Volume 1, Issue 1, 2013
The Morality of Short Selling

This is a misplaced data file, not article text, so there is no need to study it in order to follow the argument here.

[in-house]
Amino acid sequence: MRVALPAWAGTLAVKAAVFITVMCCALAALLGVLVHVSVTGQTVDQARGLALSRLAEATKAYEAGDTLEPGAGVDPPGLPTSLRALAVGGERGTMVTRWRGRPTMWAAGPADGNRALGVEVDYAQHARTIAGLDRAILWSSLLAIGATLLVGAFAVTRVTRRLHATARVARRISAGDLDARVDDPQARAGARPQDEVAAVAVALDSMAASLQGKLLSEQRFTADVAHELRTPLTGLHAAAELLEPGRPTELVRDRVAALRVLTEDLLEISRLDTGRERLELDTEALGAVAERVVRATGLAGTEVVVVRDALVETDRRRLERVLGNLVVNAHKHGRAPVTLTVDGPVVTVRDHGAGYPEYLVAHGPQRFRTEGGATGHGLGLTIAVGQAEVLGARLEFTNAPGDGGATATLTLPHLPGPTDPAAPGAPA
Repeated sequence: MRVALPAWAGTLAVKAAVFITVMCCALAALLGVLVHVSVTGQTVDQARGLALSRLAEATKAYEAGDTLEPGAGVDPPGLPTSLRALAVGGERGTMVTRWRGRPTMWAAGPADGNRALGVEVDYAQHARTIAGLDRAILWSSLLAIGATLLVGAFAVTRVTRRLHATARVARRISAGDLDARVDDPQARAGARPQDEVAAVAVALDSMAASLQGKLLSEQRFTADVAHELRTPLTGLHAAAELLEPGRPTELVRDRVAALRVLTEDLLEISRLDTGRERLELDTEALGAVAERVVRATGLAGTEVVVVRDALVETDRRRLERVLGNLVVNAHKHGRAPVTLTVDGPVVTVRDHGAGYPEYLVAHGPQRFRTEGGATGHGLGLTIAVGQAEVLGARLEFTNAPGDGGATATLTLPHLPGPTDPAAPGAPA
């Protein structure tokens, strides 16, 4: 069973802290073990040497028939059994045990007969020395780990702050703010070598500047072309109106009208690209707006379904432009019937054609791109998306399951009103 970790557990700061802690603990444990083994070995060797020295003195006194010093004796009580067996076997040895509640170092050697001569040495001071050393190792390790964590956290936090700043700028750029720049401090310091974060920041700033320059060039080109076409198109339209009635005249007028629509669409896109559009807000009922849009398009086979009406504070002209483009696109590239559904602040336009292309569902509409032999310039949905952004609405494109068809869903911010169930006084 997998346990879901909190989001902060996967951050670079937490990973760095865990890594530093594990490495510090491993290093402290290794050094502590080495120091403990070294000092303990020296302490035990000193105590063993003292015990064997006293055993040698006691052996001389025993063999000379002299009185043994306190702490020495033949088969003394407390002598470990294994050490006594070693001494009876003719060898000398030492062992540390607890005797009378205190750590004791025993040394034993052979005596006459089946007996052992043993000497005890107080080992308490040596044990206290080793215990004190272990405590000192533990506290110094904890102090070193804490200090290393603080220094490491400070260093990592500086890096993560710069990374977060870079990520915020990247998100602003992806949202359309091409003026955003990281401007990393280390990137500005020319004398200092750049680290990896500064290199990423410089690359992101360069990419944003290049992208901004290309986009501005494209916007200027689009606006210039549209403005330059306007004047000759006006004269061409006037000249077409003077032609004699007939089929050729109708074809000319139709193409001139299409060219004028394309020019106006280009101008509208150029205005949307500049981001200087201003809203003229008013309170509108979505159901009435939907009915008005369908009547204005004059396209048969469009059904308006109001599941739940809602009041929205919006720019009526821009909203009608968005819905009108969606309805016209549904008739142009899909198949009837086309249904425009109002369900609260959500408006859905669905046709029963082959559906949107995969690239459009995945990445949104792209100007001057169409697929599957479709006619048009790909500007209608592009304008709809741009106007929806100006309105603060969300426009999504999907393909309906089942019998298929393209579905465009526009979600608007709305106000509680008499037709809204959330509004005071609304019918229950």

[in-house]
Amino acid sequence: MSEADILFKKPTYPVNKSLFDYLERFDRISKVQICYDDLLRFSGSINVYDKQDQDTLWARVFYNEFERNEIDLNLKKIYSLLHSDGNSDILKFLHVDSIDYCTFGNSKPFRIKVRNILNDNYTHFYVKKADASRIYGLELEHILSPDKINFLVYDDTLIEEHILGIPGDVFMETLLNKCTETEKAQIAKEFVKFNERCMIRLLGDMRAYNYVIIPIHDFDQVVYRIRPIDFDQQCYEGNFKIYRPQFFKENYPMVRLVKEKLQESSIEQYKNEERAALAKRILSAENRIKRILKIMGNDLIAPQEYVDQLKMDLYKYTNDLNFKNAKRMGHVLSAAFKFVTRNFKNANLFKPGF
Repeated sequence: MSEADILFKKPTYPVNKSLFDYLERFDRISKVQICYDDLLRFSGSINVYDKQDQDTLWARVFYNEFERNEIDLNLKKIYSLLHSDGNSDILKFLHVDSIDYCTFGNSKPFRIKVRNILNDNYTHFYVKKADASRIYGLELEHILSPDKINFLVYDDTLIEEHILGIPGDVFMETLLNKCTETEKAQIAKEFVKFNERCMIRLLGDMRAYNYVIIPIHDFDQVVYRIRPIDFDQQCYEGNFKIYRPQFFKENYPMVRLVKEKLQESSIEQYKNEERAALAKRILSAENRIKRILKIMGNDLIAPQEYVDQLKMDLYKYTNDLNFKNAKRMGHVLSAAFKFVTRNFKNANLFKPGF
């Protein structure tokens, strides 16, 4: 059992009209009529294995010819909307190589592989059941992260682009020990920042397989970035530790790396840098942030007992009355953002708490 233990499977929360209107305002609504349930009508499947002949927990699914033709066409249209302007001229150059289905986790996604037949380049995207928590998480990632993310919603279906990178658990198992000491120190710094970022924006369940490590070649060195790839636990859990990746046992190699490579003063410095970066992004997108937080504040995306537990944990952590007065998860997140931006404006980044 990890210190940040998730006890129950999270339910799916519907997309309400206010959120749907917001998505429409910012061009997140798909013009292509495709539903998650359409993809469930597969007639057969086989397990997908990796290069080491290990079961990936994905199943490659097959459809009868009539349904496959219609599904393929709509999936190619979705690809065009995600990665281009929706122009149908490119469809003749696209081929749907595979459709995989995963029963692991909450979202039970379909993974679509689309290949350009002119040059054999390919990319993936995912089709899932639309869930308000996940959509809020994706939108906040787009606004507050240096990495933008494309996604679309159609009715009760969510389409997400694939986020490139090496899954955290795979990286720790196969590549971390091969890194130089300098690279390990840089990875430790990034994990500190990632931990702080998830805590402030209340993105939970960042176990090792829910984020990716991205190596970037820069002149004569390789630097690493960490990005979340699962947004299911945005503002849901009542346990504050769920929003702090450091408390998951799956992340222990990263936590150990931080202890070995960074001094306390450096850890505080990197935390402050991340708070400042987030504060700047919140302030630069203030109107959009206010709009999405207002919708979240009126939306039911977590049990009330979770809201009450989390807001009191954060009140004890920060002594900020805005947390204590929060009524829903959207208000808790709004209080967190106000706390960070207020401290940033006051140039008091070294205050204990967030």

The controversial investment scheme of short selling has come under fire as a scapegoat for the economic crisis of 2008 despite evidence that it is an economically valuable practice. This paper seeks to explain the moral suspicions of shorting by examining a short seller’s emotions. A short seller hopes for negative events to occur that will drive down the price of stock, and feels satisfaction if and when such events occur. These emotions, which I call shorthope and shortsatisfaction, are problematic for two reasons. First, they conflict with a justified norm of proper competition that allows investors to be respected and self-respecting. Second, they can conflict with an investor’s own moral attitudes, creating undesirable moral binds. Because of countervailing considerations, these conclusions do not necessarily justify a ban on shorting. They do, however, warrant further philosophical debate about the practice as well as moral reflection by its participants.